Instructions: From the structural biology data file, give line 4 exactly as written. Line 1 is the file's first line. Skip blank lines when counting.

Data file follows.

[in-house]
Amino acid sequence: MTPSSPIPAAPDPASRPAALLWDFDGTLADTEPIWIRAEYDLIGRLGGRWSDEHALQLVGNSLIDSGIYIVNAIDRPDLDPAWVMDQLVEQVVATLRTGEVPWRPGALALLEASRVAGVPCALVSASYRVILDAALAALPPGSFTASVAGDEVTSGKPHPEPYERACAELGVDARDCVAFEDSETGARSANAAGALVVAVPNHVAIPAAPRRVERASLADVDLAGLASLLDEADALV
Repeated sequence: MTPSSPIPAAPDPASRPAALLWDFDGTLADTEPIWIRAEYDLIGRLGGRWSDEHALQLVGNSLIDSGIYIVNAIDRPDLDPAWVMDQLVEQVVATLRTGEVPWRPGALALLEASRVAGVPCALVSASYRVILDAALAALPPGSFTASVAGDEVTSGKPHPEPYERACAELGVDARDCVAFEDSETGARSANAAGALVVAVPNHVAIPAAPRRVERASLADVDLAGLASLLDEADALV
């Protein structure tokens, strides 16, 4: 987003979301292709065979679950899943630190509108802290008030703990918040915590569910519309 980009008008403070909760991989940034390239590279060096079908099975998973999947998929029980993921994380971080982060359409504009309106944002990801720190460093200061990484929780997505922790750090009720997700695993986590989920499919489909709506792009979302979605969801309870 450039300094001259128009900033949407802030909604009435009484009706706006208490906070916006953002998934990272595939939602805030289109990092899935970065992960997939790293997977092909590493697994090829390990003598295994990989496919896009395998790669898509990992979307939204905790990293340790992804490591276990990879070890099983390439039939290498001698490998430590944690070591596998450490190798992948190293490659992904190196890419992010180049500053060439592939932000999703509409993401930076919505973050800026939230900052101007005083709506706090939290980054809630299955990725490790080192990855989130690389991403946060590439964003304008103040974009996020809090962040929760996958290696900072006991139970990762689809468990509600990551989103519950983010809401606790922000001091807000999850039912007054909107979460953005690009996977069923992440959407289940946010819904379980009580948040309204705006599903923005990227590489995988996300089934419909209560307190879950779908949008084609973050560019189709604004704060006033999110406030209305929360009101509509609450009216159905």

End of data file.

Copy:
């Protein structure tokens, strides 16, 4: 987003979301292709065979679950899943630190509108802290008030703990918040915590569910519309 980009008008403070909760991989940034390239590279060096079908099975998973999947998929029980993921994380971080982060359409504009309106944002990801720190460093200061990484929780997505922790750090009720997700695993986590989920499919489909709506792009979302979605969801309870 450039300094001259128009900033949407802030909604009435009484009706706006208490906070916006953002998934990272595939939602805030289109990092899935970065992960997939790293997977092909590493697994090829390990003598295994990989496919896009395998790669898509990992979307939204905790990293340790992804490591276990990879070890099983390439039939290498001698490998430590944690070591596998450490190798992948190293490659992904190196890419992010180049500053060439592939932000999703509409993401930076919505973050800026939230900052101007005083709506706090939290980054809630299955990725490790080192990855989130690389991403946060590439964003304008103040974009996020809090962040929760996958290696900072006991139970990762689809468990509600990551989103519950983010809401606790922000001091807000999850039912007054909107979460953005690009996977069923992440959407289940946010819904379980009580948040309204705006599903923005990227590489995988996300089934419909209560307190879950779908949008084609973050560019189709604004704060006033999110406030209305929360009101509509609450009216159905």